Everyone agrees that the infrastructure financing gap is huge. Depending on your sources, between $50 trillion and $57 trillion is estimated to be needed worldwide between now and 2030 for new and refurbished infrastructure projects. This is more than the value of all the current existing stock. Additional estimates add $45 trillion to that figure for projects needed to mitigate the effects of climate change during the next 40 years. This means we need to spend more each year for the next 20 years than we have in the previous two decades put together.

Everyone also agrees that we need new sources of capital because banks and governments don’t have anywhere near enough.

Where the agreement begins to fall apart is in where those new sources of capital will come from. Government officials have looked around and have begun coveting the resources of institutional investors. They see huge piles of cash, and investors who typically are looking for income-producing, stable, long-term investments. On paper, it appears to be a match made in heaven. But appearances can be deceiving, and the devil is in the details.

Investors see lots of problems when it comes to investing in infrastructure — a lack of long-term data, an almost complete lack of liquidity, lack of transparency and the lack of a benchmark. But the main sticking point is no one wants to take on demand risk. The greatest need is in greenfield development. But investors don’t want to do that — nor do many managers — because there is no real way to confidently estimate the demand for the project when it is finally finished several years down the road.

At the Euromoney/OECD Infrastructure Summit in Paris last month, a slow tally of the audience showed that not a single person in attendance was investing in greenfield infrastructure.

Peter Johnston, executive director, infrastructure, at Hastings Funds Management, declared, “Greenfields aren’t for us.”

Nor are they for one of the largest infrastructure investors in Canada, the Ontario Teachers Pension Plan (OTPP), which has more than $10 billion in infrastructure AUM. Darrin Pickett, OTPP portfolio manager, noted, “Greenfield development is not in our mandate because we don’t want to take the risk. The need for infrastructure is in the greenfield space, but investors don’t want that. The solution would be for governments to build the projects, then sell them to investors and recycle that capital back into new infrastructure.”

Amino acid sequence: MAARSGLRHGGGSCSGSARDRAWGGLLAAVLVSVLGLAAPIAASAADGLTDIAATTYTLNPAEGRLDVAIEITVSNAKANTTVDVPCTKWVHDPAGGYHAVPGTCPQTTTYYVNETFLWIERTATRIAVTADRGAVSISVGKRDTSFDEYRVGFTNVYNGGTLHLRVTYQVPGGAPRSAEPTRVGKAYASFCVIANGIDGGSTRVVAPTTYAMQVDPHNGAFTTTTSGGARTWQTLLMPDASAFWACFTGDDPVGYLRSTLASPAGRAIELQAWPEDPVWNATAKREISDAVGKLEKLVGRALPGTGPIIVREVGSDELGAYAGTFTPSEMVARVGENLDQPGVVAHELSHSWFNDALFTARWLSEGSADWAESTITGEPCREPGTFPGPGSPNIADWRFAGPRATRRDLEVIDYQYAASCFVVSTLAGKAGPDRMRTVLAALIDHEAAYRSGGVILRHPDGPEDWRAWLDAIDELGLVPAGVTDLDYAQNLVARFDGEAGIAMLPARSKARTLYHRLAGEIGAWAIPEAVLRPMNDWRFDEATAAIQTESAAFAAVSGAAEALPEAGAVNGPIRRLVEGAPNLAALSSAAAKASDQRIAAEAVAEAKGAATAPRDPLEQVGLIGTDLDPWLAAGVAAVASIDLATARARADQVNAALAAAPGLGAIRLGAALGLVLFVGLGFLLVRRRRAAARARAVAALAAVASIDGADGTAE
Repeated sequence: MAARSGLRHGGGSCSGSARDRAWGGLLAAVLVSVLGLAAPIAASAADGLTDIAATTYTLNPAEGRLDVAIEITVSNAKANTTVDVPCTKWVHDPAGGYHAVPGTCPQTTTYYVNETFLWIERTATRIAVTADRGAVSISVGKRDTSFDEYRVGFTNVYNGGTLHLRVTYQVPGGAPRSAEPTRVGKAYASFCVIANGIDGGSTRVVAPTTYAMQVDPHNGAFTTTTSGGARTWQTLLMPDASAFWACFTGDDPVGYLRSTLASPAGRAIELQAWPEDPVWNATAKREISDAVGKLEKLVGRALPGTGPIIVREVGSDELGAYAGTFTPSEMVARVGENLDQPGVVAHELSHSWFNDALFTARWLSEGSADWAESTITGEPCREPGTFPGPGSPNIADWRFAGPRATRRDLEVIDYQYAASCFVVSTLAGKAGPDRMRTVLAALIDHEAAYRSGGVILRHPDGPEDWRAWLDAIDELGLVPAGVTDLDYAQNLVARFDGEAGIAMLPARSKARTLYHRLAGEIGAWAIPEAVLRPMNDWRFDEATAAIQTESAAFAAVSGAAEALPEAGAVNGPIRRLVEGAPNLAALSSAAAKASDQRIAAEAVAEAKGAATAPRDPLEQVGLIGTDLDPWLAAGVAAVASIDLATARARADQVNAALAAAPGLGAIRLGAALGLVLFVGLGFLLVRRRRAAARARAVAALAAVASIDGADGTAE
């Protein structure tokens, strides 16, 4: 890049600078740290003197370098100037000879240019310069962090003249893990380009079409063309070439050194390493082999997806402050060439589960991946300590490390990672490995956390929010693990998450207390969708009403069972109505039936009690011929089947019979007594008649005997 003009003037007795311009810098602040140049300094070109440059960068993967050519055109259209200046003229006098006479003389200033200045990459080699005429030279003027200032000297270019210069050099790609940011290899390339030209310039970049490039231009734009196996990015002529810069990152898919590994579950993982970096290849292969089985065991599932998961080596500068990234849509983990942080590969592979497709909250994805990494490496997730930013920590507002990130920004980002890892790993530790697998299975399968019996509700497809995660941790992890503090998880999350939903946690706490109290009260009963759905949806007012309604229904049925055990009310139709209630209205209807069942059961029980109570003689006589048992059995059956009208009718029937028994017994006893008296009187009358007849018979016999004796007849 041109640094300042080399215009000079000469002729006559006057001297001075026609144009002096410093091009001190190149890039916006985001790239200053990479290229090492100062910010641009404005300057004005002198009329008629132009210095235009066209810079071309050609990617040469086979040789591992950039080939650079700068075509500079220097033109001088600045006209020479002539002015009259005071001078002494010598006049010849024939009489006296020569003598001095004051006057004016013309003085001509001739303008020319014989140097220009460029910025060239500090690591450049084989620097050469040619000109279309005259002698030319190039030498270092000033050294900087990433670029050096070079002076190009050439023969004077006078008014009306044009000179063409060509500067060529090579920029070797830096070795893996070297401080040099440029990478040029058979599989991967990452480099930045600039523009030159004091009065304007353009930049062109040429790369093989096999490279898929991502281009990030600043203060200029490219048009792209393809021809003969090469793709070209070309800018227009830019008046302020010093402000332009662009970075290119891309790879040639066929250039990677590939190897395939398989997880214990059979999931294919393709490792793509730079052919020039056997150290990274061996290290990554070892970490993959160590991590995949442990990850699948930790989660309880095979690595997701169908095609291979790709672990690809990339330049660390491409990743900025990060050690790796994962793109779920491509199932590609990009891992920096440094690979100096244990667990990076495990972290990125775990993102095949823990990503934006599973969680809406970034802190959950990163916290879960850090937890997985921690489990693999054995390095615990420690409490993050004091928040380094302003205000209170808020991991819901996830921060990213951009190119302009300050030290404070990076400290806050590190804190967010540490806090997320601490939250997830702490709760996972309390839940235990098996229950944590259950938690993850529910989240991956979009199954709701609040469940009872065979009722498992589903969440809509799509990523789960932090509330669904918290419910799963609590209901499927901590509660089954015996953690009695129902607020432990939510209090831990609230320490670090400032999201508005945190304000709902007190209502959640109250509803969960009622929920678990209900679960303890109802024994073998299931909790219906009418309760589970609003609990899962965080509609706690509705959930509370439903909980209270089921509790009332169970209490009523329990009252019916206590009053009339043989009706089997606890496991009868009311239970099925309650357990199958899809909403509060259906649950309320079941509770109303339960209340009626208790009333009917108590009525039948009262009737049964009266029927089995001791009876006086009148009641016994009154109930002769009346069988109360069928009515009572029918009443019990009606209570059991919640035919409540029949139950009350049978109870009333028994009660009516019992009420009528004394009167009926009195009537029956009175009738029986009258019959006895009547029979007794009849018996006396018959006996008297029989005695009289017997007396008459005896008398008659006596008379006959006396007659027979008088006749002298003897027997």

But if governments could afford to build it, don’t you think they would? No mayor wants to look out the window of his city hall office and see cars plunging off a collapsing bridge.

Although municipalities don’t want to take on demand risk any more than investors do, they might be willing to do it because it’s the type of thing governments should do. But they need to get the financing for that first project. Local institutional investors would seem to be the perfect lender-of-choice because their constituents would benefit not only from the improved infrastructure, but possibly from the jobs the development would entail, and certainly from the returns that would fund their eventual pensions.

The Dutch government and its two largest pension funds announced just such a deal last year. The pension funds, ABP (managed by APG) and PfZW (managed by PGGM), agreed to lend €125 million ($170 million) for the country’s N33 highway project, which will link Assen and Zuidbroek. In return, the funds will receive an inflation-linked payment. It was intended as a pilot project, with more to follow.

Last week, however, the Dutch finance minister Jeroen Dijsselbloem announced that although the government is pleased with the results of the partnership, the N33 project would be the only one financed in this way. The problem? The government thinks inflation will go up and doesn’t want to include inflation-linked funding in its future deals. The pension schemes also think inflation will go up, and they therefore do want to include inflation-linked payments.

Having this inflation-linkage is crucial to get pension funds on board because pension schemes are often responsible for inflation-linked payments to their pensioners.

In a press release, Henk Brouwer, the president of ABP, is quoted as saying, “We can only meet the call to invest in Dutch infrastructure if the conditions are attractive to the fund and its participants. By rejecting the possibility of inflation compensation, the minister strongly limited the attractiveness of investing by pension funds in the Netherlands.”

The Dutch government and pension funds have a history of working together. If even they can’t agree on an investment structure, how are others going to do it?